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Thursday, December 16, 2010

Sen. Sessions: There’s “No Way” That I Can Read This Omnibus Bill and Master It Before We Vote

Republican Senator Jeff Session (AL) expressed his concern over the size and the limited timetable that the Senate has to comb through the bill before it would have to be voted on at the end of the week:

Sen. Jeff Session (R.-Ala.) told on Wednesday that there is “no way” someone could master the full 1,924-page, $1.1 trillion omnibus spending bill before Congress votes on it later this week.

Other senators said they were working through the bill with their staff, and one remarked he would be “lucky” if he was able to read all of it.

The current government-funding package expires on Saturday at midnight, making it imperative for Congress to approve new funding of some sort before then. The House of Representatives passed a 13-month continuing resolution last week while the Senate is considering the massive omnibus package that combines each of the 13 appropriations bills that normally make their way through Congress.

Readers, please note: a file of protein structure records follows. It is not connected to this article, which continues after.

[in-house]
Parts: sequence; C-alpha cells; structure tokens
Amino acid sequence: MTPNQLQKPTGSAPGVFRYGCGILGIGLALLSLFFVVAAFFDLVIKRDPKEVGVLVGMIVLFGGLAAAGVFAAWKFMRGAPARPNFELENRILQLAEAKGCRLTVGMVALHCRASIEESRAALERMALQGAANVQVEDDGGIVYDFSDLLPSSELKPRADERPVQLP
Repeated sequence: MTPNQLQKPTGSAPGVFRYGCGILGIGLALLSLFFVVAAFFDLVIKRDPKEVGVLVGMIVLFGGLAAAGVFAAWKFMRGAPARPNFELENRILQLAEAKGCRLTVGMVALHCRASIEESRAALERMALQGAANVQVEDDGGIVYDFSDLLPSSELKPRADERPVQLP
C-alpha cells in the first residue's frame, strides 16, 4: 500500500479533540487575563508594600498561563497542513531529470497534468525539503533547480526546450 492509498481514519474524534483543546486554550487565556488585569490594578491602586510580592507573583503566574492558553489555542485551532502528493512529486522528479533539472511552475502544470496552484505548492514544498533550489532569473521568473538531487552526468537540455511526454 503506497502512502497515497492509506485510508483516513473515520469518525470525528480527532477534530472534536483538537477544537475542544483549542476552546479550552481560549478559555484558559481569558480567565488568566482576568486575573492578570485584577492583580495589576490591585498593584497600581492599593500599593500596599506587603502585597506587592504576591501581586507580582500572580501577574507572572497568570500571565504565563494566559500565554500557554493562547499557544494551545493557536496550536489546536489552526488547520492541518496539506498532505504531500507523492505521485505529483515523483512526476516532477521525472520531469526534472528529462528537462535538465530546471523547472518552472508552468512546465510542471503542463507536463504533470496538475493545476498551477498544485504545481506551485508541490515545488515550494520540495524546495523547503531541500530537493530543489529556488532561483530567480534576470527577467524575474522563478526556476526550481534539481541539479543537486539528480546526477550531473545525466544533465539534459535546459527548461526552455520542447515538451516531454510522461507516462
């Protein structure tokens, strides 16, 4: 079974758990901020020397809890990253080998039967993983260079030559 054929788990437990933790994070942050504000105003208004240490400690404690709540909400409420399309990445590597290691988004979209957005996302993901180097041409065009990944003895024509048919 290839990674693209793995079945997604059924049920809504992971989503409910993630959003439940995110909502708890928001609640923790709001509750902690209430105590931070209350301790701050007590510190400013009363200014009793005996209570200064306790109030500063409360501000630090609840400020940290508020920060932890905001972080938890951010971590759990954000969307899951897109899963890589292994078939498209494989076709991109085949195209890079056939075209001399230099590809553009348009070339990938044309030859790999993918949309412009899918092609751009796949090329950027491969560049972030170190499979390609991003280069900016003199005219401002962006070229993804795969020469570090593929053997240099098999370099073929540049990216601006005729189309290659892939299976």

Sen. John Cornyn (R-Texas) said he was currently in the process of reading through the measure, noting that it was nearly 2,000 pages long.

“We’re certainly in the process of doing that right now,” he said at a press conference on Wednesday. “It’s a lengthy bill – 1,924 pages long – and we’re going through it as others have and discovering a lot of bad stuff in the bill.”

Asked by CNSNews whether he would read the bill before the vote, Sen. Jeff Sessions (R-Ala.) said there was “no way” senators could thoroughly examine the bill, but that he would do his best to read it through.

“There’s no way you can really thoroughly master that bill in two or three days time, to tell you the truth,” he said. “But yes, I’m going to try to look at each [provision], what’s in it.”

There is no way that any part of the government should ever have to “pass a bill, so they’ll be able to find out what’s in it”. They should have released this bill at the beginning of the lame-duck, in order to give people plenty of time to digest all of the pork that is in the bill. Of course, they do it, so they can hide things in this bill that they hope won’t see the light of day before it is too late, and it is already passed.

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